A series of alarming events happened in last months such as turning President Özal’s funeral into a religious demonstration, political assassinations committed by the Hezbollah, attacks on a daily publishing Salman Rushdie’s The Satanic Verses, insults at a TV broadcasting to the minority sect Alevi, challenging declarations by the leaders of the Welfare Party (RP) and frightening growth of its side-organization, the National Vision  among Turkish migrants abroad have incited a considerable inquietude among democratic forces of Turkey.
    It is a matter of fact, independent of fundamentalist currents, Islam has regained ground in Turkey after the passage to a multi-party system in 40s and reinforced its influence thanks to the fact that almost all political parties counted on the card of Islam for gaining over believers.
    The radicalisation of the Islam in Turkey gained impetus after Saudi Arabia, with the open support by the United States aiming to counter progressive and nationalist movement in the Islamic world, began to take under its influence other Islamic countries by the means of  the Rabitat-ul-Alem-ul-Islam (World Islam League) in 60s and 70s. It is in these years that the Islam radicalism created its political organization, the National Salvation Party (MSP) and entered Parliament and even governments.
    The Iranian Revolution gave the second impetus to the Islamic fundamentalism in 80s. Benefiting at the same time from the military junta’s concessions aiming to use Muslim masses against progressive forces, it could easily infiltrate into all public services and institutions.
    The figures relating to the rise of the number of mosques and religious institutions in last three decades show very clearly to what extent the Islamic movement has grown in Turkey.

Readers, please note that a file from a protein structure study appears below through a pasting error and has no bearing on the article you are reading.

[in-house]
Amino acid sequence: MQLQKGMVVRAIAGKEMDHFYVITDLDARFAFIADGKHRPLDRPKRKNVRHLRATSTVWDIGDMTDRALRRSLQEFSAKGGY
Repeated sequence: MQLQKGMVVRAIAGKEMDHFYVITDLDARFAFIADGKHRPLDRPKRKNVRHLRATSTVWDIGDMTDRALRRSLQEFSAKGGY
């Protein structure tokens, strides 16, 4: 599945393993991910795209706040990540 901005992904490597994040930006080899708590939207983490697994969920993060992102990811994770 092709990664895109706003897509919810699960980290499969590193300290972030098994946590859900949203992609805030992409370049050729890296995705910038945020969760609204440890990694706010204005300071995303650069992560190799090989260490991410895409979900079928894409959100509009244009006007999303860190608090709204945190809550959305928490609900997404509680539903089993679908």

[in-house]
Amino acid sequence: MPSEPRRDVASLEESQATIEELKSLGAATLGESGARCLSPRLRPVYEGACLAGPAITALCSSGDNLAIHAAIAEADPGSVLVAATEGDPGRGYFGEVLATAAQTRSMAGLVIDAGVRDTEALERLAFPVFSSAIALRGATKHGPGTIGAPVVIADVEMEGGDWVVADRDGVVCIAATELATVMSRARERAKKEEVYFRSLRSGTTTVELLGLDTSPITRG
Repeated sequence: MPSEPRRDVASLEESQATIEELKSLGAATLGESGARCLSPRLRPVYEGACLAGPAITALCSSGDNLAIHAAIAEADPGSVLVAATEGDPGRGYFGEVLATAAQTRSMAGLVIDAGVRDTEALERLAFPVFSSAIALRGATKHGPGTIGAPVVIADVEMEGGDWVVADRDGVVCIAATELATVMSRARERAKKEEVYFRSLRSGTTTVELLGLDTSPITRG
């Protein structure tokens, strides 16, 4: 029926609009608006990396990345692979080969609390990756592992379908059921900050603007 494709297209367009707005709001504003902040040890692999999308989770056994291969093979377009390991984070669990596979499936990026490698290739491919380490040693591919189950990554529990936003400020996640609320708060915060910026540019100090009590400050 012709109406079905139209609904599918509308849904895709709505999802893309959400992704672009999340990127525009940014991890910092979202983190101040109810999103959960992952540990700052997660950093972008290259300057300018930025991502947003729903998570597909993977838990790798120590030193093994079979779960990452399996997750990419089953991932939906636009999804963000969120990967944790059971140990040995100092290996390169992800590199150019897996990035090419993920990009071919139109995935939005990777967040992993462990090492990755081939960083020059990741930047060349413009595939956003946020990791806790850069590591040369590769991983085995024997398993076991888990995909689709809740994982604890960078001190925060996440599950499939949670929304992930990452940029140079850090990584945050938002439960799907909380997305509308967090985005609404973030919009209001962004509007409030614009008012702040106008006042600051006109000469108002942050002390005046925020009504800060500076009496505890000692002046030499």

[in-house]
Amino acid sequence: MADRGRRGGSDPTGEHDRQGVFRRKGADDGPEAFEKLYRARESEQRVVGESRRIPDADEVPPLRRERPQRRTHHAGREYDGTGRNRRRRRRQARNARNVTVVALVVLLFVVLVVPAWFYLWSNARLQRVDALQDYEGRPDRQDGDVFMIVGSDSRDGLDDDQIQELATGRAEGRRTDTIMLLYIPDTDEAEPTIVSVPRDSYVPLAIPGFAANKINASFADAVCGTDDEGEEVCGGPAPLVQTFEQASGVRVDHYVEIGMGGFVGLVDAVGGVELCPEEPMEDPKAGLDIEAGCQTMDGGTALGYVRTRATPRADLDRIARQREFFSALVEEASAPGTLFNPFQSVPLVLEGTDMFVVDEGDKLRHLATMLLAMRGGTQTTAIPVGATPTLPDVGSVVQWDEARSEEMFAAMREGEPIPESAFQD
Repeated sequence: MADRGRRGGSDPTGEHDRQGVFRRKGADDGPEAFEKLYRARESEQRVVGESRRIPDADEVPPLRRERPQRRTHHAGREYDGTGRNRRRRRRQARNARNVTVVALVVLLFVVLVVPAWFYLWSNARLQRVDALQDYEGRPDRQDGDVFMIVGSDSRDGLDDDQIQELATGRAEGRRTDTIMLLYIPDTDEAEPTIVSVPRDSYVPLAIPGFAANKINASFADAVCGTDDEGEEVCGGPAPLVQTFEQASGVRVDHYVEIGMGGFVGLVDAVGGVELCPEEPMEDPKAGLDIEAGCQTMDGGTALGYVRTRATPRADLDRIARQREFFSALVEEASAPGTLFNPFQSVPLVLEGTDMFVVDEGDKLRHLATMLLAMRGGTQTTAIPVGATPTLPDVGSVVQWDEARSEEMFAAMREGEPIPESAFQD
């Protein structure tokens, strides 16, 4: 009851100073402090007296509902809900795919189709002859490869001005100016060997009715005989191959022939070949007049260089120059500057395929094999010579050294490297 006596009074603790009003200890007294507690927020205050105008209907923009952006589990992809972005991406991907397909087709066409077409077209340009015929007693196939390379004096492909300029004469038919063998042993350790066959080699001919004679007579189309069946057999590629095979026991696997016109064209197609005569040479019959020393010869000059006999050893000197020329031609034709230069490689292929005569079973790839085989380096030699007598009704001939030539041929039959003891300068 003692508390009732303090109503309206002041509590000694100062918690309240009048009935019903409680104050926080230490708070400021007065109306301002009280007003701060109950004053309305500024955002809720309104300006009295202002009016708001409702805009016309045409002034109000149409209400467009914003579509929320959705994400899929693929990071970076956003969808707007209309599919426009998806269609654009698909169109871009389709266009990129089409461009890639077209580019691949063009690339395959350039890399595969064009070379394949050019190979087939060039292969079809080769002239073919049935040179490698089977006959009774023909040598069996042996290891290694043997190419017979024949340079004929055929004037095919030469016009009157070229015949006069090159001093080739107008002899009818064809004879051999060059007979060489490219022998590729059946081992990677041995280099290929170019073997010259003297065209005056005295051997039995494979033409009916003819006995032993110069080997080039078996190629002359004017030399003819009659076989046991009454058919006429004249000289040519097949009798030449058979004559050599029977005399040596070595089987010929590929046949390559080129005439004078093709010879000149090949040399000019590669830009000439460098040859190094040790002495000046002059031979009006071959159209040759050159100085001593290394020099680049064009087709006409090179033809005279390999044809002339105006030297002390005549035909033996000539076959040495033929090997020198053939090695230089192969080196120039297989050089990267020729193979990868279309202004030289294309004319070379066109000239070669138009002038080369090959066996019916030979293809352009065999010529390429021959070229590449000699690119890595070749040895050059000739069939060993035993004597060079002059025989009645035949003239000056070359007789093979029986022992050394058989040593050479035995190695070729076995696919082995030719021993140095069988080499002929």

According to data from the Religious Affairs Directorate, the number of mosques in Turkey, which was 35,657 in 1963, 45,152 in 1973, reached today 66,674. 
    The number of mosques constructed between 1971 and 1981 was around 5,000. The must spectacular rise was registered with construction of 19,000 mosques after the September 12, 1980 Coup: 54,667 in 1984, 59,460 in 1986, 62,947 in 1988, 64,000 in 1990 and 66,674 in 1993.
    The number of Turkish mosques abroad is about 1,100 according to the same source.
    In addition to mosques, Turkey has 750 Islamic theological schools and lycees, as well as around 5,000 Koran courses in Turkey. The Religious Affairs Directorate which is directly affiliated to the State Ministry has over 85,000 employees in Turkey and 691 abroad.
    There is no official figures in relation to the number of the clandestine Koran courses and religious schools. But the figures concerning the pro-Islamic media can give an idea about the increasing influence of these movements.
    According to a survey  published by the Turkish Daily News on February 2, 1993, these movements have 290 printing houses, 40 country-wide and and 300 local periodical publications, 100 radio stations and 35 local TV stations throughout Turkey.